Items in AFP with MESH term: Uterine Cervical Neoplasms
HPV Vaccine: A Cornerstone of Female Health - Editorials
ACS Releases Updated Guidelines on Cancer Screening - Practice Guidelines
ABSTRACT: Human papillomaviruses cause the most common sexually trans- mitted infection in the world and are responsible for nearly all cases of cervical cancer. Genital human papillomavirus infection can be divided into low-risk infections (causing genital warts) and high-risk infections (causing cervical intraepithelial neoplasia, and cervical and other cancers). Exposure to human papilloma- virus typically produces a sexually transmitted infection that may progress to a clinically apparent process, such as genital warts and cervical intraepithelial neoplasia lesions of the lower genital tract. Although most human papillomavirus infections resolve spontane- ously within two years, some high-risk infections persist and are considered cancer precursors. Risk factors for persistent infection include multiple sex partners, sex at an early age, history of sexually transmitted infections, and smoking. Condom use is only partially protective against human papillomavirus infection. The two human papillomavirus vaccines are most effective if given to girls before the onset of sexual activity.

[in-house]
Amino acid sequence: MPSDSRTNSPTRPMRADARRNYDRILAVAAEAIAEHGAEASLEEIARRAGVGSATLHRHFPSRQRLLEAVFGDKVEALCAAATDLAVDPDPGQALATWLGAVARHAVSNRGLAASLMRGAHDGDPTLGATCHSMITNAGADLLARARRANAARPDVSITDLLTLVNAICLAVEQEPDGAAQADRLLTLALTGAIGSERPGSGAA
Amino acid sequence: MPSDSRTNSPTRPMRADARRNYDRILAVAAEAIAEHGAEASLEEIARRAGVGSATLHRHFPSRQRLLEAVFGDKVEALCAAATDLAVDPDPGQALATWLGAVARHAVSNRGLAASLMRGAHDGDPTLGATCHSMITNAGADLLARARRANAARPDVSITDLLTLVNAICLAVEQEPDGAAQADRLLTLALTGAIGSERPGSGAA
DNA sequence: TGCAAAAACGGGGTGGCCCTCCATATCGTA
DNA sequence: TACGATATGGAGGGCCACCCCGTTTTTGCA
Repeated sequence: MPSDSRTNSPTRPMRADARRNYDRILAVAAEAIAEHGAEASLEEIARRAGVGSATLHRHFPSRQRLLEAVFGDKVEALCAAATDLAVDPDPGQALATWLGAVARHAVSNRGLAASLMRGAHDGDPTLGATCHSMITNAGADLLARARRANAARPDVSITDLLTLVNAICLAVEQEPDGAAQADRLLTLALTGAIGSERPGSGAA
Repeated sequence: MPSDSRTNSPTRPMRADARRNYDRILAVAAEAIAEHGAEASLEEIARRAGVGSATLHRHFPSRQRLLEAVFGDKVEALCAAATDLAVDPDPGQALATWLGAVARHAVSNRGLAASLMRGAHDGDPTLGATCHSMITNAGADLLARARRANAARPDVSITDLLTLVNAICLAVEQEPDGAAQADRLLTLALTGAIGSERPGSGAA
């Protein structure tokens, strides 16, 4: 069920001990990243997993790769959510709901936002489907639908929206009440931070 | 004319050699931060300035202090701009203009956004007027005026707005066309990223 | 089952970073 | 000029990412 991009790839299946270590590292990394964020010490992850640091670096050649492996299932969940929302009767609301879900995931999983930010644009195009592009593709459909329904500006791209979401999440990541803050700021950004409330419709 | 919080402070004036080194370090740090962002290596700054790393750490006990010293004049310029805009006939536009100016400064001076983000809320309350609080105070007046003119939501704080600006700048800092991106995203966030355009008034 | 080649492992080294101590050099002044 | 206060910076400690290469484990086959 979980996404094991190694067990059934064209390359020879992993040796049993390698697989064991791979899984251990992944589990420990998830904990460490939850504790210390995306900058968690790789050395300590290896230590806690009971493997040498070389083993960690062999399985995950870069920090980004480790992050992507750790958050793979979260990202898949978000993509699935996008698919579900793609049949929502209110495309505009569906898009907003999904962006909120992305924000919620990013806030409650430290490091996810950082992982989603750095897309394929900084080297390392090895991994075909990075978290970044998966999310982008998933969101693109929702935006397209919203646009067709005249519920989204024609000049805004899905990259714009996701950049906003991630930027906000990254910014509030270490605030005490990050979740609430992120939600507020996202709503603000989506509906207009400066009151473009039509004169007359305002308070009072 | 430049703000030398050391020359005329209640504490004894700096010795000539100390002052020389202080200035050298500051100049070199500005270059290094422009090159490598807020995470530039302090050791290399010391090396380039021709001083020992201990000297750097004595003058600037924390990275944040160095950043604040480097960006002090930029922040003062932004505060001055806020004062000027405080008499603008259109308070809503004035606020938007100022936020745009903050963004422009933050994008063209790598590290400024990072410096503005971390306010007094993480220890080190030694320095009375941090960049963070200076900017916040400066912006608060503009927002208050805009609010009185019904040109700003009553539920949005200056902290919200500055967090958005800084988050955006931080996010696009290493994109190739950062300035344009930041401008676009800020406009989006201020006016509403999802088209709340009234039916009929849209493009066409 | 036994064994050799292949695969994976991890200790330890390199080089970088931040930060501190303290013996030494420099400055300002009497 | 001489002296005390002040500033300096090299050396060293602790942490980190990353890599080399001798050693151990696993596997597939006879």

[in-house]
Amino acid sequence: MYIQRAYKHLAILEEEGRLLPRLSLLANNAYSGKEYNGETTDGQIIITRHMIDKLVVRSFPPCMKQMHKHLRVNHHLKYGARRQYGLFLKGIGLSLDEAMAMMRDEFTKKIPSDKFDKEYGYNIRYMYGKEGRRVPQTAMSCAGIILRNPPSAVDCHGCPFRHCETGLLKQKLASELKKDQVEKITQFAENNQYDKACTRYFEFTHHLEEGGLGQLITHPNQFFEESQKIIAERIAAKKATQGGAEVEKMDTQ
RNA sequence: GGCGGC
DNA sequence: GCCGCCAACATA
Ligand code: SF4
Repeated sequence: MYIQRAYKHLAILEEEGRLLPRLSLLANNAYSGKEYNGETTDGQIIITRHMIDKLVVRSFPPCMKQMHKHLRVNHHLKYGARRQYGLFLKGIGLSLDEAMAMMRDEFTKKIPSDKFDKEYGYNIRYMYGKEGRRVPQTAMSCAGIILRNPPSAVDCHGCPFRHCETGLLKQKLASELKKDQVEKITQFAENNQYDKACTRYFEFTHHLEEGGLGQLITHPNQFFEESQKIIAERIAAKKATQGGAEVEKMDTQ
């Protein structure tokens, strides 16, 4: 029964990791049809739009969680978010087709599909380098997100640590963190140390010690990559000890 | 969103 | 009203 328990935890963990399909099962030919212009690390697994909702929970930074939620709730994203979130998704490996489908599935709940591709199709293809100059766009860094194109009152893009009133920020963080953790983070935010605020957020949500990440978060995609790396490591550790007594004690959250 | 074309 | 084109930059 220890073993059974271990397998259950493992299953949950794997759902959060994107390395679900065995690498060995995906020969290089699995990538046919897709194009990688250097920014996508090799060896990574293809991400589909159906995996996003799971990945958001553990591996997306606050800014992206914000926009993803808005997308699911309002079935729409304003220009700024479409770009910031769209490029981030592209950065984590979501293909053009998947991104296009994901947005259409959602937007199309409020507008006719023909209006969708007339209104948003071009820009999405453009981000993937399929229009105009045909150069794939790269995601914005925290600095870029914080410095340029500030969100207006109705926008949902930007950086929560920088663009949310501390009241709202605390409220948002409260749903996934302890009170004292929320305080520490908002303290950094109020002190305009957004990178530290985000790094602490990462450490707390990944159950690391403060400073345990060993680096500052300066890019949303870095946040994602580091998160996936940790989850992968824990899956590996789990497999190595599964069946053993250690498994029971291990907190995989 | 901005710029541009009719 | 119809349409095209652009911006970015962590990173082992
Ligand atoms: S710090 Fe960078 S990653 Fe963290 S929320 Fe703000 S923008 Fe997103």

Purple Pubis Syndrome - Photo Quiz
Interventions to Increase Cervical Cancer Screening Rates - Cochrane for Clinicians
Screening for Cervical Cancer: Recommendation Statement - U.S. Preventive Services Task Force
ABSTRACT: Women who have abnormal Papanicolaou test results may undergo colposcopy to determine the biopsy site for histologic evaluation. Traditional grading systems do not accurately assess lesion severity because colposcopic impression alone is unreliable for diagnosis. The likelihood of finding cervical intraepithelial neoplasia grade 2 or higher increases when two or more cervical biopsies are performed. Excisional and ablative methods have similar treatment outcomes for the eradication of cervical intraepithelial neoplasia. However, diagnostic excisional methods, including loop electrosurgical excision procedure and cold knife conization, are associated with an increased risk of adverse obstetric outcomes, such as preterm labor and low birth weight. Methods of endometrial assessment have a high sensitivity for detecting endometrial carcinoma and benign causes of uterine bleeding without unnecessary procedures. Endometrial biopsy can reliably detect carcinoma involving a large portion of the endometrium, but is suboptimal for diagnosing focal lesions. A 3- to 4-mm cutoff for endometrial thickness on transvaginal ultrasonography yields the highest sensitivity to exclude endometrial carcinoma in postmenopausal women. Saline infusion sonohysteroscopy can differentiate globally thickened endometrium amenable to endometrial biopsy from focal abnormalities best assessed by hysteroscopy. Hysteroscopy with directed biopsy is the most sensitive and specific method of diagnosing endometrial carcinoma, other than hysterectomy.